Ancestry UK

Dorking, Surrey

[Up to 1834] [After 1834] [Staff] [Inmates] [Records] [Bibliography] [Links]

Up to 1834

A parliamentary report of 1777 recorded parish workhouses in operation at Abinger (for up to 30 inmates), Dorking (80), Effingham (6 families), Ockley (25), and Wootton (25).

After 1834

Dorking Poor Law Union formally came into existence on 10th June, 1836. Its operation was overseen by an elected Board of Guardians, 14 in number, representing its 8 constituent parishes as listed below (figures in brackets indicate number of Guardians where this was more than one):

County of Surrey: Abinger (2), Capel (2), Dorking (4), Effingham, Mickleham (2), Newdigate, Ockley, Wootton.

The population falling within the Union in 1831 had been 9,547 with parishes ranging in size from Newdigate (population 519) to Dorking itself (4,711). The average expenditure on poor relief for 1833-5 had been £6,767 or 12s.2d. per head of the population.

The Dorking Union workhouse was erected in 1840-1 on a site at the eastern side of the Horsham Road. It was designed by William Shearburn and accommodated 250 inmates. It consisted of an entrance block at the west, with an H-shaped main building to the rear. The workhouse location and layout are shown on the 1870 map below.

Dorking workhouse site, 1870.

The entrance block was unusually stylish with a neo-Grecian design faced in white-painted stucco.

Dorking entrance block from the north-west, 2001.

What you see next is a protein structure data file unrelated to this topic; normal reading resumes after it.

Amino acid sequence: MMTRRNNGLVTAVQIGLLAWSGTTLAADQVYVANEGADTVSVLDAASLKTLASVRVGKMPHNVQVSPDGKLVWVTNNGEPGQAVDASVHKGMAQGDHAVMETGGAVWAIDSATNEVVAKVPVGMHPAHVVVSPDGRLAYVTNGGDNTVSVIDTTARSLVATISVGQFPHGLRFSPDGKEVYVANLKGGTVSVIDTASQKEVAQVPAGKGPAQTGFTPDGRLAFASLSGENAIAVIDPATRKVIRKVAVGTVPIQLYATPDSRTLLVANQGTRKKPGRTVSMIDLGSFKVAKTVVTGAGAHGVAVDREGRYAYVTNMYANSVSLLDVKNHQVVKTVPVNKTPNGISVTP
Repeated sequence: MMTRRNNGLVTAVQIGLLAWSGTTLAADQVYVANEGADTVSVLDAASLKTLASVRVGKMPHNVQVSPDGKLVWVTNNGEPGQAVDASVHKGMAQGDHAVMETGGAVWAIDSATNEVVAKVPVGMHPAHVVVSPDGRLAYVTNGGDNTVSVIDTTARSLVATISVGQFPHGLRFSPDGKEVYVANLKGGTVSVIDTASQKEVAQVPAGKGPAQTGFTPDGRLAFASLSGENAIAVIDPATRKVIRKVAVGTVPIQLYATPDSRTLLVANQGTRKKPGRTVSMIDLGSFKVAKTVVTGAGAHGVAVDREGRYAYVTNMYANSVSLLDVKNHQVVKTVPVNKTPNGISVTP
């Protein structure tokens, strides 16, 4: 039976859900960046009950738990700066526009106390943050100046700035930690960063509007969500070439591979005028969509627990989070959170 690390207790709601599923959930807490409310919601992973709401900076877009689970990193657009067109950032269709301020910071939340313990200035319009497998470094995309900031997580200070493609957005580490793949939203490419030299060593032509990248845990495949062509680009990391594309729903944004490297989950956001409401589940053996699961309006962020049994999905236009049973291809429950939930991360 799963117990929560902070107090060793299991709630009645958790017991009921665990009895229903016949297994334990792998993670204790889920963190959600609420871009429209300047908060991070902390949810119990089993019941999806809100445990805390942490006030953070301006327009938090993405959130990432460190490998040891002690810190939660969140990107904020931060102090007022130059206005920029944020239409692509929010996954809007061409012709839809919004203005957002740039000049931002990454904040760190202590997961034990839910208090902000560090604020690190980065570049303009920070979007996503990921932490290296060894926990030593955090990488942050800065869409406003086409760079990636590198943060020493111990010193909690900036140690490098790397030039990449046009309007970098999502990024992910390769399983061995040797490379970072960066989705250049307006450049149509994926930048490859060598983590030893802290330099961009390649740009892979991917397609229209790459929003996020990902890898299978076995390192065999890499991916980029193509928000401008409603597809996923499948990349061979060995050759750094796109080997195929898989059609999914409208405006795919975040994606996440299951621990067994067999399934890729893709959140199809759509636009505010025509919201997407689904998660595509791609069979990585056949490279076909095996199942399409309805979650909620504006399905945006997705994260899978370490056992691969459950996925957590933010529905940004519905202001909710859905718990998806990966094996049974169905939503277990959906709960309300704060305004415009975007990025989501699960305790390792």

© Peter Higginbotham.

Dorking rear of entrance block from the south-east, 2001.
© Peter Higginbotham.

In the latter part of the nineteenth century, a chapel was added at the north of the site. In 1897, a competition was held for the design of a new infirmary to be built at the rear of the workhouse. Its specification included two 16-bed general wards, two 6-bed wards for dirty cases, a labour room and 3-bed lying-in ward, a 4-bed children's room, two 2-bed wards for acute cases, and two single-bed wards. The winning design was by H Percy Adams, and the building was erected in 1898-1900 at a cost of £7,366.

Dorking infirmary block from the west, 1898.

The enlarged workhouse siste is shown on the 1914 map below:

Dorking workhouse site, 1914.

Dorking infirmary block from the south-west, date unknown.

In 1930, now under the control of Surrey County Council, the workhouse became Dorking Public Assistance Institution. In 1936, St Anne's, a large property at Redhill, previously occupied by the Foundling Hospital, was acquired by the council to house the elderly and infirm. In October of the same year, 53 inmates were transferred to St Anne's from the Dorking Institution which then became Dorking County Hospital. The Hospital joined the NHS in 1948, subsequently becoming known as Dorking General Hospital. Only the entrance block now survives, in modern times used by a children's nursery.

Dorking General hospital from the north-west, 1950s.
© Peter Higginbotham.




Note: many repositories impose a closure period of up to 100 years for records identifying individuals. Before travelling a long distance, always check that the records you want to consult will be available.

  • Surrey History Centre, 130 Goldsworth Road, Woking, Surrey GU21 6ND. Holdings include Guardians' minutes (1836-59, 1866-1929); Births (1836-48); Deaths (1848-79); etc.
  • FindMyPast has searchable versions of the union's Relief Application and Report books (1894-1910).



  • None.

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